The Belgian put in a masterful performance for the Toffees as they beat Sir Alex Ferguson's side and gave the Scot plenty to ponder after his expensive recruitment driveANALYSIS
By David Lynch
Writing off Manchester United is a popular pastime amongst fans of the Premier League, and Monday night’s defeat to Everton provided the perfect opportunity for further pessimism.
There’s always something wrong with the Red Devils going into a new season, a flaw that will finally get the better of the canny Sir Alex Ferguson despite his side’s status as enduring title challengers. “This is finally the year!” the cynics cry, and yet the fall from grace never materialises. The red half of Manchester often smiles come May.
However, during this season's opener at Goodison Park, an oft-referenced weakness finally told. A deficiency exploited by just one man; Marouane Fellaini.
The Belgian produced a performance of awesome physicality and delicate creativity and, most importantly of all, scored Everton’s winner. In short he embodied everything that United’s midfield lacked and perhaps has done for quite some time, a fact which will no doubt lead to suggestions that this is a gap which should have been plugged this summer.
Of course, Ferguson’s most recent purchases would be the envy of any club in the world when viewed in isolation. Shinji Kagawa was an intelligent addition from Borussia Dortmund, the Japanese forward providing the perfect link between an advanced Wayne Rooney and the United midfield.
But the arrival of Robin van Persie for the vast sum of £24 million has seemingly posed more questions than it has answered for the Red Devils, the most pertinent of which being: “What about the midfield?”
United’s lack of control in the centre rarely mattered for much of last season, as their remarkable strength in the final third proved enough to dispatch of the Premier League’s lesser lights. But this soft underbelly was cruelly exposed during the latter stages as a draw with Everton and defeat to Manchester City saw Ferguson’s men surrender their lead and subsequently their title.
Though Monday’s configuration of the United engine room undoubtedly missed the cool head of the hastily redeployed Michael Carrick, it was a lack of bite which again saw it splutter unconvincingly. How many of the club’s fans watched on in disbelief as an expensively assembled attack was undersold by a scarcity of control in the most important part of the pitch? How many perhaps wished that Fellaini had been targeted instead of a forward that might not have been entirely necessary?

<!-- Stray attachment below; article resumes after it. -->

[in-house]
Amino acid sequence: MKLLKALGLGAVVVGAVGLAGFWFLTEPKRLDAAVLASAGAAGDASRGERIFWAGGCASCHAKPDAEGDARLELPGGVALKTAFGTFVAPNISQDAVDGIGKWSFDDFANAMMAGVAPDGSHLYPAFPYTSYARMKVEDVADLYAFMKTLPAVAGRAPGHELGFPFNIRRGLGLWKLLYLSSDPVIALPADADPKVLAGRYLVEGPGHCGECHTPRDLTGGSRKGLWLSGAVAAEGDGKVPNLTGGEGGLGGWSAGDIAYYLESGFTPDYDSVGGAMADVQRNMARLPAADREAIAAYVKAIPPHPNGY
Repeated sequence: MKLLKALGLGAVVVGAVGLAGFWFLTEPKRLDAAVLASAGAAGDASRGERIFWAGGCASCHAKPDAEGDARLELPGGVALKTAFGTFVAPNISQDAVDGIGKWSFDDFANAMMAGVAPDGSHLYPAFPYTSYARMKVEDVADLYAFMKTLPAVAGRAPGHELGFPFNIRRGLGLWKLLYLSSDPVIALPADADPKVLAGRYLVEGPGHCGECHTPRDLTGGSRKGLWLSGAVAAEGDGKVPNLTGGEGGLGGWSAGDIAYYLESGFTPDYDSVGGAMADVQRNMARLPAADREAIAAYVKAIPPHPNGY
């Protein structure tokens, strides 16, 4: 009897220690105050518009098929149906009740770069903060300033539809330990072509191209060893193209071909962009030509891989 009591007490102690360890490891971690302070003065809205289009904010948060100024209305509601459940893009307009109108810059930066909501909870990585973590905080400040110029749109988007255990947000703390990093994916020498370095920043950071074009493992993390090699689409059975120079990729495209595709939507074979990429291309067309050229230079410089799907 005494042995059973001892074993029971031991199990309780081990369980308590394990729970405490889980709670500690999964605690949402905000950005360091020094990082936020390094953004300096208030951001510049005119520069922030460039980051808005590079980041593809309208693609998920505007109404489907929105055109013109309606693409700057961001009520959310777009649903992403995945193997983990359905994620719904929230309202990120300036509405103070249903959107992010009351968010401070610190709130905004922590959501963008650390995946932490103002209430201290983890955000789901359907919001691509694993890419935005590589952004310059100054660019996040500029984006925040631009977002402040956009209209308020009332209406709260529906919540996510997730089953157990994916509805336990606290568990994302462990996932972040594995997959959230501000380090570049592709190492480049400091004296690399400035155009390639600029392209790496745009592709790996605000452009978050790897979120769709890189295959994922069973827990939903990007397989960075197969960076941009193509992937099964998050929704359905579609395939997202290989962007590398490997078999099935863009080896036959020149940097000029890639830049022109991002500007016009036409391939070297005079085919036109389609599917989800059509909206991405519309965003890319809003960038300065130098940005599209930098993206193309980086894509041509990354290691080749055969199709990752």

Even the Red Devils’ bitter rivals Manchester City may well have been wondering if they have taken the wrong midfielder from Goodison Park.
Naturally, a first defeat in an opening fixture since 2004 should not cause panic at Old Trafford just yet. The team which suffered that 1-0 loss at the hands of Chelsea contained the likes of Eric Djemba-Djemba, Liam Miller and Quinton Fortune, a considerably less illustrious bunch than the class of 2012.
A trip to Everton also remains one of the more difficult fixtures in the Premier League calendar – the Toffees beat the eventual champions, Manchester City, by the same scoreline there last term.
But whether the problems it has highlighted can be fixed by August 31 is uncertain. Though significant amounts have been spent this summer, the spectre of the Glazers’ recent disappointing stock exchange launch looms large over a debt-ridden club. The shopping spree may be over.
That said, if Ferguson needs inspiration ahead of a season in which ‘make do and mend’ could well be his midfield strategy, then he need look no further than the man across from him in the dugout on Monday evening.
David Moyes has seemingly done it again, but this time before January.
A result such as this could well hand the Merseyside outfit the good start they have so often craved to precede their habitually strong finishes. Finally the Scot possesses a squad with genuine depth, as the introduction of Steven Naismith and Seamus Coleman proved late on. A Champions League challenge is a genuine possibility.
But for Ferguson, such trivial things as qualifying for Europe’s premier club competition are not a concern. Midfield problems or not, Manchester United will doubtless be involved at the very top of the table come the end of the season.
Yet, following a campaign in which his side lost the title with just 30 seconds remaining, the Scot will be fully aware of the importance of the finer details.
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